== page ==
3. Stakeholder engagement

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The TGA external communication and education framework: Priorities and projects 2013-2015 describes the TGA's approach to providing:

  • better information that is easily understood by consumers
  • therapeutic goods information that can be received and shared by health professionals
  • information that will provide greater certainty on regulatory arrangements for the therapeutic goods industry

It also details specific communication and education projects that will target consumers, health professionals or industry.

TGA consults with industry associations separately on regulatory matters and cost impacts relating to specific sectors. Industry associations are also consulted in the process of regulatory development and reform, and feedback is taken into account in developing regulatory implementation statements, and in developing cost recovery arrangements. Meetings are held with key industry representative bodies each year to discuss financial forecasts and as a part of the consultation process on cost recovery. The TGA also reports to stakeholders against a set of agreed Key Performance Indicators (KPIs).

4. Financial estimates

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4.1. Revenue

Total revenues are a factor of the expected activity volume and the fee or charge. In addition, reasonable travel expenses are recovered at cost.

Table 1: GMP estimated volumes
2013-14 2014-15
Overseas Manufacturers - GMP Inspection Fee for all types of therapeutic goods 3,740 3,856
Overseas manufacturers - Assessment of GMP evidence (per manufacturer, per site and per sponsor) 3,037 3,000
Overseas manufacturers - Compliance verification (in-lieu of an overseas GMP inspection) 307 305
Low level GMP licence 100 103
High level GMP licence 171 171
Table 2: GMP estimated revenue
2013-14
Estimated outcome
$m
2014-15
Forecast
$m
Annual charges 2.5 2.5
Application fees 1.5 1.5
Conformity assessments 0.7 0.7
Desktop/Application audits 0.6 0.6
Inspection fees 5.7 6.0
Other2 1.0 0.9
Total 12.0 12.2

4.2. Costs of the activity

Fees and charges are established to cover the cost of all direct, corporate and support costs for the sector. The costing methodology allows costs to be allocated to activities based on their resource consumption at each stage of the process through to the final product or services.

Total costs are categorised into the following groups for cost allocation and transparency purposes.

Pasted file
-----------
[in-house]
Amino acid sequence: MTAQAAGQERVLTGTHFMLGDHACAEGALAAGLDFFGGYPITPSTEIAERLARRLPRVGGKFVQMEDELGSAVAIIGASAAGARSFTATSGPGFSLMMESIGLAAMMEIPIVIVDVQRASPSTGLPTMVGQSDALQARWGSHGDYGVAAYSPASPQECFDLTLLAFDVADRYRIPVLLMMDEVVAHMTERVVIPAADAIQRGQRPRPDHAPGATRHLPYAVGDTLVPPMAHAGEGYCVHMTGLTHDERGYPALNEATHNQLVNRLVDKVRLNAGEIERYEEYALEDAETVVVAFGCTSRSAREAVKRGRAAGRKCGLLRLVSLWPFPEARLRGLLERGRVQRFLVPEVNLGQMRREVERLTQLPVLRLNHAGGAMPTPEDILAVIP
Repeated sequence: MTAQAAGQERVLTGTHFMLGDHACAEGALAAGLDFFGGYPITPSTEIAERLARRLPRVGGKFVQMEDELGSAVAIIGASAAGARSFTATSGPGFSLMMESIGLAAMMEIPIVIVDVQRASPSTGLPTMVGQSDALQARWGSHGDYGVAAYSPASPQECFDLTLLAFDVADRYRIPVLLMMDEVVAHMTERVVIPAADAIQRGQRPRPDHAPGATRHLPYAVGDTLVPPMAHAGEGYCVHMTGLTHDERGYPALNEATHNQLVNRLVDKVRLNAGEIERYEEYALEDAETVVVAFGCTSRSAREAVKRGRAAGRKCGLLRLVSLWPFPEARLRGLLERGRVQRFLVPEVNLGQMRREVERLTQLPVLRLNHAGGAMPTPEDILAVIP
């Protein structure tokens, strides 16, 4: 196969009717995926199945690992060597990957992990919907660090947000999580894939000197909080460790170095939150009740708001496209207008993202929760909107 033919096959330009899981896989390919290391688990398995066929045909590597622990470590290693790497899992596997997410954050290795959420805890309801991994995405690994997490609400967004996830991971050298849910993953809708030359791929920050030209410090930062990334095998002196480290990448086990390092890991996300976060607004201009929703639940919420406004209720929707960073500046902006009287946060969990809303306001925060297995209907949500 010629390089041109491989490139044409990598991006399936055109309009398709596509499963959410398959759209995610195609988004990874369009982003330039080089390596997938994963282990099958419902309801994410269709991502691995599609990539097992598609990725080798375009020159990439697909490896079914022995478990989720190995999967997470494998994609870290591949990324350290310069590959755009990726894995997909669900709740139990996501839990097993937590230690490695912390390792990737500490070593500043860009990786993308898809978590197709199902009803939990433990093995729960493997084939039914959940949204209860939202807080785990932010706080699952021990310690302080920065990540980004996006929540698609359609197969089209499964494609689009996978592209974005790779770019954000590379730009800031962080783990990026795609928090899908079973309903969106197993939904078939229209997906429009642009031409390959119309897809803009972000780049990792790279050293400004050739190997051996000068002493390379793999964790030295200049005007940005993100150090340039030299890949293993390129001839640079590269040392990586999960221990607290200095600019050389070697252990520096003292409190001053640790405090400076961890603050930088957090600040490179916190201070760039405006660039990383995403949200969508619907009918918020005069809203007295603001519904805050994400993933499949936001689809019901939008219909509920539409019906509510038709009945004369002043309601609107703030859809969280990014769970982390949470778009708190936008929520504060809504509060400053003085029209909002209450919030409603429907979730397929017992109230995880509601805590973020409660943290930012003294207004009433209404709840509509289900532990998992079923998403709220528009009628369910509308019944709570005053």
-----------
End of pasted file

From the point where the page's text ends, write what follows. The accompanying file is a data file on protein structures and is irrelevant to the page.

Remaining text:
1. direct costs: are costs directly related to the regulatory activity, mainly labour. Labour costs are based on the current Enterprise Agreement applicable to all Department of Health employees. Direct costs are incurred in the regulatory offices. Direct supplier costs include the use of contract staff, travel (where not otherwise recovered) and consumables.
  2. corporate costs: include rent and information technology that regulatory offices can control consumption of but not the unit price. The allocation of corporate costs uses a range of cost drivers including floor space, full time equivalent staff (FTE) numbers, and budget size, chosen according to the nature of the costs to be allocated.
  3. support costs: include costs for providing support services such as human resource management, finance, legal and information technology support. Regulatory offices have limited or no control over these costs. In allocating support costs, a cost driver is chosen from a range that includes FTE staff numbers, budget size and floor space, based on how closely these approximate use of the support service.

Cost allocation is undertaken in a three stage process.

In the first stage, the regulatory offices with significant contribution to the sector, as the source of direct costs, are identified. For the GMP sector, this is the Office of Manufacturing Quality.

In the second stage, corporate costs are allocated to all offices, both regulatory and support, based on the driver that best reflects the use of the corporate service. For example, rent and other property operating costs are allocated using floor space and information technology costs are allocated by FTE.

In the third stage, support costs are assigned to regulatory offices based on a driver that is related to the services provided by the support team.

Table 3: Costs included in the GMP sector
2013-14
Estimated outcome